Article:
What is a blog anyway? An online diary? That seems almost like an oxymoron. Nothing is more private than a diary and few things more (potentially) public than a blog. If I recall correctly (no certainty there), I started this blog after talking with friend José Angel Cilleruelo and then starting to read his "El visir de Abisinia" blog. (José Angel, by the way, was just awarded the Premio Málaga de Novela). I figured I'd put up some occasional thoughts and news about life here for family and friends. And that's been more or less the idea. I've never been able to keep a diary, partially due to lack of discipline but mainly because the idea of writing exclusively "for myself" has always struck me as rather absurd. There has to be an audience. At least a potential audience. Whether or not anyone actually reads these entries is close to irrelevant, but knowing that someone could read this is essential. Also, that others might read my verbal meanderings helps keep my writing a little less lazy, as writing strictly for myself (not something I could do for long, as I just mentioned), would allow me abbreviations, ellipses, and other shorthands that, apart from contributing to unintelligibility, would eventually undermine one of the central purposes of the activity–the creation of memory. Diaries do that, yes, but I've discovered that I'm mainly interested in shared memories. And the ability to so easily create a visual component in these blogs is an important benefit. Somewhat like an instant scrapbook. And there is a very curious, additional advantage to blogs: the occasional comment from someone I don't know. There have only been a handful of these, but it suggests a new form of communication that is quite interesting. As far as I'm concerned when it comes to communicating, more is always better. Communis. Common. Shared. If I can share a little bit of me there's less of me for me, and that's a good thing. (And for every anonymous comment, maybe there is another handful of readers out there I'm unaware of...) In any case, the blog plods on. That is wonderfully cacophonic: plodding blogging. And cross-linguistically onomatopoeic? Es cacafónico! Speaking of cacas, last night we had our monthly book group meeting. That didn't come out right–the book group is by no means a caca, to the contrary, it's a wonderful group of friends and the get togethers are great fun. But last night we were discussing Jonathan Franzen's The Corrections, and one of the enduring images from that novel is poor Alfred and his dementia-induced hallucinations featuring the talking, threatening turd. (Franzen's turd is an obvious nod to South Park's Mr. Hankey.) And so it goes on a dark, Monday morning in Malaga.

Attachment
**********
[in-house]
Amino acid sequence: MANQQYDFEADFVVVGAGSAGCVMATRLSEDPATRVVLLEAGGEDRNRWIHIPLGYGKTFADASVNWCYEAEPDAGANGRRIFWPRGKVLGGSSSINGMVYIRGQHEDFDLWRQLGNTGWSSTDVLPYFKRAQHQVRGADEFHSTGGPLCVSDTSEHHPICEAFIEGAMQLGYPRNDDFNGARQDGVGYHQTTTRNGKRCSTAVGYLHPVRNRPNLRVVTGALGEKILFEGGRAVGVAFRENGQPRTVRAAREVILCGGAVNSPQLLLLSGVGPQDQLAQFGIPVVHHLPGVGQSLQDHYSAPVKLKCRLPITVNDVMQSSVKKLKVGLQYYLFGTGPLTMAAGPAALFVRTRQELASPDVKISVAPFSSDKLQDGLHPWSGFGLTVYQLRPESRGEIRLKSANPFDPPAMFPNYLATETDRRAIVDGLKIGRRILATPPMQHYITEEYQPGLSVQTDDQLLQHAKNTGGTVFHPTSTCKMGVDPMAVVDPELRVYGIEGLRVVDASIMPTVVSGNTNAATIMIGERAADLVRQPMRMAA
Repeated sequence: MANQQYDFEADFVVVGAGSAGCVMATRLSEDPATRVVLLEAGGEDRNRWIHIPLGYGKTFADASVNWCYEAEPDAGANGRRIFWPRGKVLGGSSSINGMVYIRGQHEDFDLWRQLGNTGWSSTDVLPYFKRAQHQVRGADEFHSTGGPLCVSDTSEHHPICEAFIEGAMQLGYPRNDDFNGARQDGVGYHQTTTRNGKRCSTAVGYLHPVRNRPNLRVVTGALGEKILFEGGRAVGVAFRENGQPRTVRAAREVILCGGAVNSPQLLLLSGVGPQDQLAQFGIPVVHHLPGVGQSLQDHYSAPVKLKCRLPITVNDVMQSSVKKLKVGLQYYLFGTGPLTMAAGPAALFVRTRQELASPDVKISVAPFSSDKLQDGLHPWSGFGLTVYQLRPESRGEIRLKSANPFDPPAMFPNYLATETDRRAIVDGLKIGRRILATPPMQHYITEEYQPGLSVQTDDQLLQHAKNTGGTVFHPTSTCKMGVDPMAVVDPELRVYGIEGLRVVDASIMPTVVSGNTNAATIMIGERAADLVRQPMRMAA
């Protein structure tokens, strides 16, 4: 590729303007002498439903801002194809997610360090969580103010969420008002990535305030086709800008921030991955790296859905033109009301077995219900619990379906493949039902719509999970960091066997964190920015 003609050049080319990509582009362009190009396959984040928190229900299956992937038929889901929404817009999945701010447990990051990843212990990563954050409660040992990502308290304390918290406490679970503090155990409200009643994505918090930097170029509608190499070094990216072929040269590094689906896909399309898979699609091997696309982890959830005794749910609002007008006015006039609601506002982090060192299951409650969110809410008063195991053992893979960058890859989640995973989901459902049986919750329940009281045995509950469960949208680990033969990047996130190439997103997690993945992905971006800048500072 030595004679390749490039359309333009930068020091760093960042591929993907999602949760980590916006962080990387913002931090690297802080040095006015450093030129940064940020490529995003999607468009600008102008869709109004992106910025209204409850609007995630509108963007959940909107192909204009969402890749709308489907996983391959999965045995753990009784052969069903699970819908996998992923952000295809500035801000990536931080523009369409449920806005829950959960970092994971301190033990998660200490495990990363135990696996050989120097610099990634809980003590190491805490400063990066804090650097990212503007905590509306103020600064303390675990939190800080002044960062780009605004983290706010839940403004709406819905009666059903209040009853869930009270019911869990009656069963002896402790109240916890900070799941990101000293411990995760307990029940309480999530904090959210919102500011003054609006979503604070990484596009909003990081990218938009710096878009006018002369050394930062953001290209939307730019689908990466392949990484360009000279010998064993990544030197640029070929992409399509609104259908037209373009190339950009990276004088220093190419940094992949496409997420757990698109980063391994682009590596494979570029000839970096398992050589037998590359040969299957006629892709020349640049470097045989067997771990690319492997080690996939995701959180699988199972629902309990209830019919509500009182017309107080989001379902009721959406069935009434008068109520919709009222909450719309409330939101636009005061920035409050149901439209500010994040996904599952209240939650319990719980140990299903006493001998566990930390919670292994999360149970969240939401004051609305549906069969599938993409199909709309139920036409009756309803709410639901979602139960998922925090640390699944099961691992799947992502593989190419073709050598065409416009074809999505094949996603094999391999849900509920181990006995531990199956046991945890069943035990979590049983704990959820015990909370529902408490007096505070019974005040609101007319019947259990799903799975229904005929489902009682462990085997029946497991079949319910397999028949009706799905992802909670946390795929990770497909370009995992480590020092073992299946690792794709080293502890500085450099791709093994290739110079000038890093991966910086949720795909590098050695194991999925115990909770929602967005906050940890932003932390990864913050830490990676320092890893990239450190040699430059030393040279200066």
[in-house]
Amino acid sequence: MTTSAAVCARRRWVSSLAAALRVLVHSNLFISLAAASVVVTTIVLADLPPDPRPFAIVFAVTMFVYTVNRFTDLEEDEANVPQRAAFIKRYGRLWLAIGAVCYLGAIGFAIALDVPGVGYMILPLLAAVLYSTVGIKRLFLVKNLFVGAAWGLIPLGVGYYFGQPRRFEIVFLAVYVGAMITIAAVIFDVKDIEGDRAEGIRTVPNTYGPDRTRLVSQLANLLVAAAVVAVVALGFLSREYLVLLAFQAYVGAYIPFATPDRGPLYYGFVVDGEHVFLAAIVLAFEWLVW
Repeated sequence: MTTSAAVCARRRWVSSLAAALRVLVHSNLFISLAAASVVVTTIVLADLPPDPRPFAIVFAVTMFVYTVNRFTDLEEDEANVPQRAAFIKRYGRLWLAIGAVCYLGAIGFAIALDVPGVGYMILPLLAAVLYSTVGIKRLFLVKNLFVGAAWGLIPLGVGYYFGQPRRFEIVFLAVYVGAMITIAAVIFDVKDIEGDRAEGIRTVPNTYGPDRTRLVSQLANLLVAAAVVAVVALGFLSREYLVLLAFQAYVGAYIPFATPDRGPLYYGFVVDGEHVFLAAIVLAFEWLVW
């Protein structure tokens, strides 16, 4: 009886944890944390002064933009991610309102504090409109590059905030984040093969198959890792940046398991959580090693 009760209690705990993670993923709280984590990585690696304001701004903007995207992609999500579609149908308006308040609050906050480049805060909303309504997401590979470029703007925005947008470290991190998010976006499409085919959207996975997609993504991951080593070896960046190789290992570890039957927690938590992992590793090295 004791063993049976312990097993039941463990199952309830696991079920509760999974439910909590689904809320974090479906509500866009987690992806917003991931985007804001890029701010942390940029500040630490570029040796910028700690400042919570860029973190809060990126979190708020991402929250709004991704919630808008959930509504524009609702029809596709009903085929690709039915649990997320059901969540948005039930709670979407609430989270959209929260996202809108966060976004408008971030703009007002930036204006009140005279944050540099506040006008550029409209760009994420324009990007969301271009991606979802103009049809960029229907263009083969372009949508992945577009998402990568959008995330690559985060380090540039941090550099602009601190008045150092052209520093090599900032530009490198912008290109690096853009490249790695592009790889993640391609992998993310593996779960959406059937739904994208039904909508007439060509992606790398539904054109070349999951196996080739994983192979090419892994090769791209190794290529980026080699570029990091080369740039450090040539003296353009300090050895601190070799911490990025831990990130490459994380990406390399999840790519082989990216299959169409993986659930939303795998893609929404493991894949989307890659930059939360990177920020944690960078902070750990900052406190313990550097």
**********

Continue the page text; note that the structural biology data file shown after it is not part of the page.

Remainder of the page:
In the photo above, the Mumbai skyline. Terror! More education, more modernity, more communication. And no concessions to the extremists. The civilized world does not need to, no, must not concede anything to the hate mongers. Revenge, of course, only perpetuates the violence. More Bombay, more New York, more London, more Madrid.